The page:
The COVID-19 pandemic instills in all of us a longing for culture. These days we sorely need an antidote to the feeling of isolation and lack of togetherness that the current circumstances dictate. I also see how culture offers hope in a time of geopolitical turbulence and increased polarization. Culture is something we all share – it serves as a common frame of reference in an age of political division.
On this rather sinister backdrop I was all the more happy that we – on December 2 – were able to uphold the tradition of arranging KI culture day. This time the event was held at Kulturhuset and with strict observation of current rules and regulations. Obviously we had no audience on site but the event was streamed and is now available on our web.
When I take part in and wholeheartedly support KI:s culture day it is in my firm conviction that research benefits from the richness of perspectives that culture provides. Through the lenses of art and music we obtain insight in the human condition and the world around us that is complementary to and synergistic to the insight provided by scientific inquiry. In my own contribution I tried to demonstrate how Edvard Munch – a forerunner of expressionism – deepened our understanding of ourselves and the diseases to which we are victims. By deliberately distorting and twisting reality he helped us better understand salient features of both health and disease. Through his exquisite sensitivity to symptoms and signs that we as lesser mortals often fail to discern he added dimensions to medicine that are relevant even today. One example is his self portrait when sick with Spanish flu. He reminds us through this piece of art that an epidemic disease takes a toll not only in terms of bodily dysfunction but also in terms of social disconnect.
Session of humor
And then we had a session on humor. What has humor to do with science? In my mind, expressionism and humor serve the same purpose: twisting and distorting the life around us and in so doing giving the perspectives we need to better understand it.
On a personal note I can say that culture has enriched and inspired me in my medical studies and in my own research.
Karolinska Institutets “Kulturdag” was organized by the Advisory Board for Culture at KI (KI:s kulturråd). The event – professionally led by Mats Lekander – included the announcement of the 2020 Karolinska Institutet Award for important contributions to Science and Culture: Jan Lindsten.
This is the jury’s motivation:
“The 2020 Karolinska Institutet Award for important contributions to Science and Culture is awarded to professor emeritus Jan Lindsten. This is the first time this award is presented for outstanding contributions to bridge Science with Culture at KI. No one can be more worthy to receive this award and recognition than Jan Lindsten. He has pioneered the introduction of culture, heritage and university history at KI, since the late eighties. This deviation from the strong focus on outstanding research and teaching at our University was made from a strong scientific position. Jan Lindsten was our first professor of medical (clinical genetics; from 1970), the secretary of the Nobel Committee for Medicine and Physiology during twelve years (1979-90), director of Karolinska Ùniversity Hospital (90-94), of Copenhagen University Hospital (Rigshospitalet, 94-96), dean of our faculty (97-99) and then praeses (chair) of the Royal Accdemy of Sciences (KVA, 2003-06).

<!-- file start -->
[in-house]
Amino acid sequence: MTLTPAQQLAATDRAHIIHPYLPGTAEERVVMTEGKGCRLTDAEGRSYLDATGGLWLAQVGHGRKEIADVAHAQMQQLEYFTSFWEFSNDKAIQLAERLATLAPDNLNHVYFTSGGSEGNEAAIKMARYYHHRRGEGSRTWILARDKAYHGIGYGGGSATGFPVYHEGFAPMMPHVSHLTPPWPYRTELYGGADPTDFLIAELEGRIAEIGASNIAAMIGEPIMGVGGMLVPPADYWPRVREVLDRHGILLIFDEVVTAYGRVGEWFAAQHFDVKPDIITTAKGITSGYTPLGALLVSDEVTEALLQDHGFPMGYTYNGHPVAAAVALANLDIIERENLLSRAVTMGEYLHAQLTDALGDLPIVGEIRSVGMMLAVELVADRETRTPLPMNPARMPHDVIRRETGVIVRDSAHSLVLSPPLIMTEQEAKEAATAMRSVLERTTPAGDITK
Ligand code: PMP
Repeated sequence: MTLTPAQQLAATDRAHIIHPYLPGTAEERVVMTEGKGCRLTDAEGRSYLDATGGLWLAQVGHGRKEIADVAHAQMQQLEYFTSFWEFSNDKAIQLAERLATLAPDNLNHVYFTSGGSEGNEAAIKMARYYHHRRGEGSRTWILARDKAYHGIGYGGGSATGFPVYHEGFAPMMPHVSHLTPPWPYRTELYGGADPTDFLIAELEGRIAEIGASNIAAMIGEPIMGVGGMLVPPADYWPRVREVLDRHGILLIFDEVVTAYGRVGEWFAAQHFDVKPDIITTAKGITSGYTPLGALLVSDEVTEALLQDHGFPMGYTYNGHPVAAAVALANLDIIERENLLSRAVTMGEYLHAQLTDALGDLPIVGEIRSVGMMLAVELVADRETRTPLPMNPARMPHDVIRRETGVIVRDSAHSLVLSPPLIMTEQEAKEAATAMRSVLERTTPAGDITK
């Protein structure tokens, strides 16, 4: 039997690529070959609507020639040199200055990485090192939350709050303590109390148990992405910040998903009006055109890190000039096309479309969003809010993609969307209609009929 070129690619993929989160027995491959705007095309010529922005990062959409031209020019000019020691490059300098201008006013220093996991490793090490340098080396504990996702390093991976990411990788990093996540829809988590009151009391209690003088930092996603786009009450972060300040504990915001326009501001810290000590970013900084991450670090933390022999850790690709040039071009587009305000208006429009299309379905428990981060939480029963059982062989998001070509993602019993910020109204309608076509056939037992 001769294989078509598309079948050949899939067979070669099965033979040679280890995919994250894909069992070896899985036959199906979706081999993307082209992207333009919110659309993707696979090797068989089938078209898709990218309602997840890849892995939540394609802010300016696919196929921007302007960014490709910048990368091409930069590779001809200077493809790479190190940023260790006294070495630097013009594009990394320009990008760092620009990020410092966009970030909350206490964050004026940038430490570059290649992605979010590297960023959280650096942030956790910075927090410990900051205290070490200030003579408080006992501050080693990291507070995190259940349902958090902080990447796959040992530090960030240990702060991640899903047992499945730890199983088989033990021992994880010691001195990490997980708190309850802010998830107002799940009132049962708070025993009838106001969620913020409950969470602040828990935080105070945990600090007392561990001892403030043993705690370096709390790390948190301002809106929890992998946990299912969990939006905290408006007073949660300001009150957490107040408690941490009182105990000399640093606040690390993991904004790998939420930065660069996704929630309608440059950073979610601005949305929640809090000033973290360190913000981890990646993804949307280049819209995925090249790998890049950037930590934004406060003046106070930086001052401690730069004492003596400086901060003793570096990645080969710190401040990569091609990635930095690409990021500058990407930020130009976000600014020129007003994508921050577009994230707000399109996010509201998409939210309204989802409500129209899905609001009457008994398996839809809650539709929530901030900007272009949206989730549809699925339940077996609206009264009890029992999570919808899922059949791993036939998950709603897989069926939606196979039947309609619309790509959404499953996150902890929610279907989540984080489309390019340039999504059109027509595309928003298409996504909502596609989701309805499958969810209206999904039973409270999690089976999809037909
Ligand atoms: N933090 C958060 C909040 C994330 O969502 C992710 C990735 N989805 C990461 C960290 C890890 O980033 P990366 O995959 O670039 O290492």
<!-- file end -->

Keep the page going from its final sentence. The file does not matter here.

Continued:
He has since then made innumerable contributions to our cultural heritage and history over more than 30 years, including the creation of the Hagströmer library together with Ove Hagelin, launching the Cultural Council of KI, which he chaired for 10 years, arranging many art exhibitions and concerts on Campus, creating Camera Obscura with Hugo Lagercrantz, creating the faculty restaurant Svarta Räfven, re-enforcing the history and use of Gammelgården, organizing the cultural and historical programs during our 200 year Anniversary 2010, including the Hagströmer library exhibition at Waldemarsudde, stamp editions with Lennart Nilsson and stimulating a broad book production on KI history.
He has also himself written a number of seminal books related to KI history, from shorter essays on Svarta Räfven and Gammelgården to most impressive, major editions like 114 Important Scientific Contributions from Karolinska Institutet and I skuggan av ett boktorn.”
And I am already looking forward to next year´s culture day – this time around with a full audience on site. With the plethora of talents that KI can offer I am sure we are heading for another memorable event.